[ppml] Revising Centrally Assigned ULA draft

Leo Bicknell bicknell at ufp.org
Mon Jun 18 14:56:22 EDT 2007

In a message written on Mon, Jun 18, 2007 at 11:42:40AM -0700, David Conrad wrote:
> I am extrapolating based on behaviors I see being discussed or  
> implemented in all the RIRs regarding the liberalization of PI  
> allocation policies. Your extrapolation of my extrapolation made  
> assumptions that John is pointing out aren't necessarily valid.  The  
> availability of PI to anyone who asks does not imply that the address  
> space is routed nor does it imply PA space magically goes away or is  
> deaggregated.

I agree with your statements, however I think we have to make some
educated guess at what is probable.

Regarding the second, we have a long history in IPv4 that given the
choice between PA and PI, people would rather have PI.  The only
barriers that have kept people from getting PI are RIR policies and
cost.  So I would imagine if the bar to get PI were set "as low as
possible" that most (80%?) of the people with PA today would move
to PI.

Now, once we're in that situation, let's look at routing.  First,
keep in mind we're in a situation now where the lions share of the
allocated prefixes are /48's.  The tool used today to limit the
number of routing entries taken up is prefix length.  Well, if I
route so much as a single one of the PI /48's, and I want to use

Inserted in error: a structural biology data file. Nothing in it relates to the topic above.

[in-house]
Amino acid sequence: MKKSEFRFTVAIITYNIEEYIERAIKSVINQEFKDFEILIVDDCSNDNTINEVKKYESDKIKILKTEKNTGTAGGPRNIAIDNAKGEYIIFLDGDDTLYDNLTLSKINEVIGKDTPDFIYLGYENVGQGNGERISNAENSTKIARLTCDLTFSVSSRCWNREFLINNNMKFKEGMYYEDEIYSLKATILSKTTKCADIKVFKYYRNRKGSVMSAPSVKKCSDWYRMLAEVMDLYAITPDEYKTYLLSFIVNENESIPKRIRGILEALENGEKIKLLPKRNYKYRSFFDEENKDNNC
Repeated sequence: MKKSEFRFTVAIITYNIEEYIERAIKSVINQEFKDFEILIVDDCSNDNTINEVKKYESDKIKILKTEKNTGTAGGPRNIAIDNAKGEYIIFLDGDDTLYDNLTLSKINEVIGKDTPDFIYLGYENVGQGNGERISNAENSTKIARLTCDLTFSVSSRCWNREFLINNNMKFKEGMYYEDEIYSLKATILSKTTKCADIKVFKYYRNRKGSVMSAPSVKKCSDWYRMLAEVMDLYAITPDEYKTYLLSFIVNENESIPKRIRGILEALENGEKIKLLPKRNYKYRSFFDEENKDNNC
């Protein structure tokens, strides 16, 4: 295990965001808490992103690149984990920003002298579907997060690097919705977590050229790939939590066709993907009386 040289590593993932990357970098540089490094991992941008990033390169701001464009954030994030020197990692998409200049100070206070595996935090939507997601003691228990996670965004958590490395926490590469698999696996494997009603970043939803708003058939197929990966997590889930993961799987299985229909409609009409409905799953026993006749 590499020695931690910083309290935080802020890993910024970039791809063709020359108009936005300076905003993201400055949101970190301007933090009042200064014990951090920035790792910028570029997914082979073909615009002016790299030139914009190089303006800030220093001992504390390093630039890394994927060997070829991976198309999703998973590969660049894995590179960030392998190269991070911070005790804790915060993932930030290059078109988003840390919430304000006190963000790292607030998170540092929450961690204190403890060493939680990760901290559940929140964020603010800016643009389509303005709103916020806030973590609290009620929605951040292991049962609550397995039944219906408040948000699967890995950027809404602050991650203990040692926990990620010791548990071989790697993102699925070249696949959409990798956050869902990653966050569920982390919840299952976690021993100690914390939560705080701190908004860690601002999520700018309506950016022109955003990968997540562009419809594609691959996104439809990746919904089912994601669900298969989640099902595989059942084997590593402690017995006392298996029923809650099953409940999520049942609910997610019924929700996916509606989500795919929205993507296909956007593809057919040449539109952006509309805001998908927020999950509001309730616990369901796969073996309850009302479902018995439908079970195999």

that tool I have to allow them all.

Can I generate a prefix-list that contains everything in the DFZ?
Probably not.  Do I trust my Internet Neighbors to only allow in
prefixes that "justify" a routing slot?  Heck no, someone is going
to charge money to get the slot and let anyone get it, and then
everyone else will have to do the same or be at a competitive
disadvantage.  Does crypto solve the problem?  No, same issue, the
provider will sign it for a fee.

We need a method of deciding "worth" that can be implemented
independently by each ISP and does not require them to trust their
neighbor.  Today that is prefix length.  I've seen nothing in any
policy proposal or in any of the active IETF groups that seems to
have even a remotely workable solution.  Thus, IPv6 is falling back
to the same thing as IPv4, prefix length, and more "important"
people get larger blocks.

       Leo Bicknell - bicknell at ufp.org - CCIE 3440
        PGP keys at http://www.ufp.org/~bicknell/
Read TMBG List - tmbg-list-request at tmbg.org, www.tmbg.org
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